Stick to Your Knitting

There are a lot of reasons startups fail. Many fail because they just don’t find product/market fit.  However, if a startup never finds product/market fit, two things are possible.

Perhaps there really wasn’t a problem at all.  The startup is a hammer looking for a nail.


They found a market, but the market wasn’t big enough to sustain the startup.  It might still be a good company.  Except, it’s a cash-flow or lifestyle business, not a business that can be venture backed.

One of the great things about startups is they seem to fill a lot of gaps.  Is there anything it can’t do?

The real danger is trying to do too much.  When you sell a startup to early investors, you have to sell a roadmap.  But, you don’t have to accomplish that entire roadmap in the first round of financing.  Startups that are successful focus on one and do it really really well.  Amazon bought Whole Foods.  For the first few years of its life, all it did was sell books.

A real landmine for startups is seeing something that is close to what they are doing, and entering that market.  Maybe they are selling software to banks, and see that it would also work in insurance.  Even though banks and insurance companies are financial institutions, they are different enough that the selling process and problems they encounter are different.  Or, maybe you could sell to insurance companies, but it might be a bit too soon.  The company can’t legitimately support the effort and both fail.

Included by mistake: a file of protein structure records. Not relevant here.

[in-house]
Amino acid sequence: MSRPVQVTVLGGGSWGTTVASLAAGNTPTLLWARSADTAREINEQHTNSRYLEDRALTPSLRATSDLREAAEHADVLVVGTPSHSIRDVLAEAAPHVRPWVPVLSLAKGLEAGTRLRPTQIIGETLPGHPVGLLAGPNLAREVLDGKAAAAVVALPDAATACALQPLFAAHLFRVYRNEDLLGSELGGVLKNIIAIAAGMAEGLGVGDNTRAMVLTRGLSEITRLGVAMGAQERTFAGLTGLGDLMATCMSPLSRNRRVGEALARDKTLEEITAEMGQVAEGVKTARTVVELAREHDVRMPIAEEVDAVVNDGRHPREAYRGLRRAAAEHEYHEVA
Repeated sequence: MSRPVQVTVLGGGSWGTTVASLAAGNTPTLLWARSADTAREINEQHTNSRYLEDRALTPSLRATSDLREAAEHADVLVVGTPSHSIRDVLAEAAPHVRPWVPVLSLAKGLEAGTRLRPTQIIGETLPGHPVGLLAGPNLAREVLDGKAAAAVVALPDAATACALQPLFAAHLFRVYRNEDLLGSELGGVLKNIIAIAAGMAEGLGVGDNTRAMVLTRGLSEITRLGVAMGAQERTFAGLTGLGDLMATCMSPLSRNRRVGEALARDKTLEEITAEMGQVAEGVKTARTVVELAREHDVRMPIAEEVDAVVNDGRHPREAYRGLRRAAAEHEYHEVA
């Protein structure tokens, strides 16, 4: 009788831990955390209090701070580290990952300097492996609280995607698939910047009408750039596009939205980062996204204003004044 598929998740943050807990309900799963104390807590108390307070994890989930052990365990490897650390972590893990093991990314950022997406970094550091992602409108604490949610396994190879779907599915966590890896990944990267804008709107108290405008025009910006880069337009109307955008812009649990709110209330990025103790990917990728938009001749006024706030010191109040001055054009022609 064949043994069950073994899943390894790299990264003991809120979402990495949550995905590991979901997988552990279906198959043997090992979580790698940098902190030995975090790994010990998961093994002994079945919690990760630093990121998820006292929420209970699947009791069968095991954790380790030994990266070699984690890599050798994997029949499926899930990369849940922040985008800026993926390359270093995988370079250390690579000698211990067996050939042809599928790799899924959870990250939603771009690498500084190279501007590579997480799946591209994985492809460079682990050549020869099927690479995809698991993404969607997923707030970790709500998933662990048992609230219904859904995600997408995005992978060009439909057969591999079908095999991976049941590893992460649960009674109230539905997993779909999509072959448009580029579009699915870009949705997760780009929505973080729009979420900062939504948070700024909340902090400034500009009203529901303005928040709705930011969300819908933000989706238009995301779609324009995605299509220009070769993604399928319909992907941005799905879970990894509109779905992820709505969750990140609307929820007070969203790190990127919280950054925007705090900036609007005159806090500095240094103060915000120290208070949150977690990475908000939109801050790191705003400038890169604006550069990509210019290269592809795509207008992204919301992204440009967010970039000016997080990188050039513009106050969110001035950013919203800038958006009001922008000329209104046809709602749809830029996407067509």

I remember when I was trading. I traded one product.  I focused on one product, and often focused on a microsegment inside that product.  In Eurodollars, I traded spreads and at first specialized in one kind of spread.  I did it over and over again.  When I tried to add different products to the mix, I lost focus and I lost money.  Eventually, I could trade multiple spreads within one contract.  But, I never was really able to trade a lot of contracts at once.  When I moved to Hogs, I traded hogs. I didn’t trade Cattle, or S&P’s, or Forex.  Sticking to my knitting made me successful.

In every startup that I have seen fail, one of the problems has always been trying to do too many things at once.  Focus on the one true thing that can make your company.